Kirilenko and the former Celtics haven’t walked on to a team devoid of stars, either. Seven-footer Brook Lopez established himself as a giant among men last year, earning his first all-star nod and finishing the season as the only centre to crack the league’s top 30 in points per game (he ranked 12th). Joe Johnson watched his shooting percentages fall across the board, but remains a dangerous isolation and crunch-time scorer (with 30 seconds or less on the clock and the game within three points, he was an unbelievable 8-of-9 from the floor). And Deron Williams rebounded from a middling first half of the season to look something like the big-bodied, ankle-breaking point man he was in Utah.
So the talent is there. But the question that faces all store-bought super teams remains: How fast can Brooklyn gel into a cohesive unit?
Last year’s Lakers provide the most recent cautionary tale, but the South Beach Three’s debut season also contained its fair share of hiccups—and neither run ended in jewellery. Where the Nets are different, says one Eastern Conference executive, is their incoming stars have nothing left to prove. Dwight Howard, Steve Nash, LeBron James and Chris Bosh all arrived ringless on teams with established champions. In contrast, says the exec, “Pierce and Garnett are the new guys [in Brooklyn] and they’re already champions. At this stage, they’re only going to judge themselves by how many games they can win, and really, how many playoff games they win. I don’t think ego is going to be [an] issue.”
The more pressing challenge facing Kidd and his staff, then, may be how best to split minutes and shots amongst a group of players whose contracts and talent suggest they should be getting plenty of both. Williams and Johnson are both most comfortable with the ball in their hands, and Lopez—the team’s leading scorer—will need touches at the basket. Pierce, too, warrants looks and remains one of the game’s great closers, but priority one will be keeping him and Garnett fresh and healthy for the playoffs, where they’ll really earn their keep. A deep bench unit—led by Terry, Kirilenko and the suddenly relevant Andray Blatche—will help in that regard, but there’s still a lot to figure out when it comes to the flow of the offence.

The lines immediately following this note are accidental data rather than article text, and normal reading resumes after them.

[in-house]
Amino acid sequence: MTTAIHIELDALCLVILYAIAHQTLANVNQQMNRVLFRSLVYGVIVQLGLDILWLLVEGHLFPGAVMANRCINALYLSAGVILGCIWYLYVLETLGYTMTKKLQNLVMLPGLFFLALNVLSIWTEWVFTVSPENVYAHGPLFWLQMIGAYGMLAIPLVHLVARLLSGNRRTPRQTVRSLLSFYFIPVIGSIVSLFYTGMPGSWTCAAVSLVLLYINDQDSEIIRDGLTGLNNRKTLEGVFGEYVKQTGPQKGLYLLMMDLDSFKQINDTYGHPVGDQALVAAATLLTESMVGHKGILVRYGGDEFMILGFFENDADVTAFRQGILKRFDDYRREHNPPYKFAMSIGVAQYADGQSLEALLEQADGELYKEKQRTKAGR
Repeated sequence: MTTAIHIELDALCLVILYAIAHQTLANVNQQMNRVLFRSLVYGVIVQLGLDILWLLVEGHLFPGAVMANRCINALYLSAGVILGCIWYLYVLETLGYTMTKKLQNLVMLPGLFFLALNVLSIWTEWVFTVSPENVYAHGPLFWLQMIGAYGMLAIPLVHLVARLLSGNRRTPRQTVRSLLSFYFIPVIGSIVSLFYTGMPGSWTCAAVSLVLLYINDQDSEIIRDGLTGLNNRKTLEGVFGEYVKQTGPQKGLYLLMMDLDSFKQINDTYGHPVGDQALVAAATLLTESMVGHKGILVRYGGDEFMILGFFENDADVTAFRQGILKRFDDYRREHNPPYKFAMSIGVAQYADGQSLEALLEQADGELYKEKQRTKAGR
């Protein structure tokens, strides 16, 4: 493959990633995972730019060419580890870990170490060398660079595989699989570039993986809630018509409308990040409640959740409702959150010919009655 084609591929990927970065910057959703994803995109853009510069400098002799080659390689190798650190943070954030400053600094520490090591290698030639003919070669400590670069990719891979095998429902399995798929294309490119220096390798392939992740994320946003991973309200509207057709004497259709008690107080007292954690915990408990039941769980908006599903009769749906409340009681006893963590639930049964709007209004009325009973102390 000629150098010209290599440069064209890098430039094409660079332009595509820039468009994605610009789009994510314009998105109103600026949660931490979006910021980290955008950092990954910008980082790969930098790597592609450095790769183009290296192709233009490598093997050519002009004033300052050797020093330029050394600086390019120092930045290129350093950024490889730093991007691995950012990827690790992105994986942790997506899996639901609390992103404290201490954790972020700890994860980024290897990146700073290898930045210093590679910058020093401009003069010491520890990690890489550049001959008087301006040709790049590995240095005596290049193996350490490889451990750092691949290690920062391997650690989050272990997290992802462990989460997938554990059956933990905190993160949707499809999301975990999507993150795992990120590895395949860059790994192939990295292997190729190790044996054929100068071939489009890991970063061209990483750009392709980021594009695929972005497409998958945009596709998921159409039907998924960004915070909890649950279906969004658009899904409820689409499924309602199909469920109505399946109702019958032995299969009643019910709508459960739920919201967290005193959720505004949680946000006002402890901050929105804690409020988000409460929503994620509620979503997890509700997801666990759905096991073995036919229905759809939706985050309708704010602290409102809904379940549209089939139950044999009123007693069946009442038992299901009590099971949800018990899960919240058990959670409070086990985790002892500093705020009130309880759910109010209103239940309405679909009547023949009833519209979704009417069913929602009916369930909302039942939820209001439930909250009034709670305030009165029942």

Ultimately, the difference between an incredibly expensive championship and an equally pricey second-round playoff exit will rest on Brooklyn’s ability to get past the Pacers, Bulls and Heat. Indiana has the size and depth to stand toe-to-toe with the Nets; Chicago returns much of the core that bounced Brooklyn last season and gets a huge boost on the offensive end with the return of Rose; and Miami is Miami, always and forever (or at least until the end of this season). Thanks to Prokhorov’s bank account, Brooklyn now has the roster to contend with all three, but at some point these things just come down to luck. You can buy a team, a stadium and enough talent to fill both, but no amount of money can buy off age, injury and chance.
This story originally appeared in Sportsnet magazine. Subscribe here.